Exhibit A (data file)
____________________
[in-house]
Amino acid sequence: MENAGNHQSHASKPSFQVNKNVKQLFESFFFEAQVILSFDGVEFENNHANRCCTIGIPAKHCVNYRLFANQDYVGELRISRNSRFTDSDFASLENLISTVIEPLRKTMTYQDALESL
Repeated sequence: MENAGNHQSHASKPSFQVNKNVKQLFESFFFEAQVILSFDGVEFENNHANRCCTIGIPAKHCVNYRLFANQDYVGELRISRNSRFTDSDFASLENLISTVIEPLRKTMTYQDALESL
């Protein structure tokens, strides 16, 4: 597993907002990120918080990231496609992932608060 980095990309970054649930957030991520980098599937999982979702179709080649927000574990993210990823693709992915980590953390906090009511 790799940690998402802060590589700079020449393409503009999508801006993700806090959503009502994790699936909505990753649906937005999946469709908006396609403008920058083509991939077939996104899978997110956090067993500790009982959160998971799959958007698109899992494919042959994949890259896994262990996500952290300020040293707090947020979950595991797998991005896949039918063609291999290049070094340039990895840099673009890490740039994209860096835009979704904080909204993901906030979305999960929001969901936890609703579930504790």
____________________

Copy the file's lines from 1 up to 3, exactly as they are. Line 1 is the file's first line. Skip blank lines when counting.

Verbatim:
[in-house]
Amino acid sequence: MENAGNHQSHASKPSFQVNKNVKQLFESFFFEAQVILSFDGVEFENNHANRCCTIGIPAKHCVNYRLFANQDYVGELRISRNSRFTDSDFASLENLISTVIEPLRKTMTYQDALESL
Repeated sequence: MENAGNHQSHASKPSFQVNKNVKQLFESFFFEAQVILSFDGVEFENNHANRCCTIGIPAKHCVNYRLFANQDYVGELRISRNSRFTDSDFASLENLISTVIEPLRKTMTYQDALESL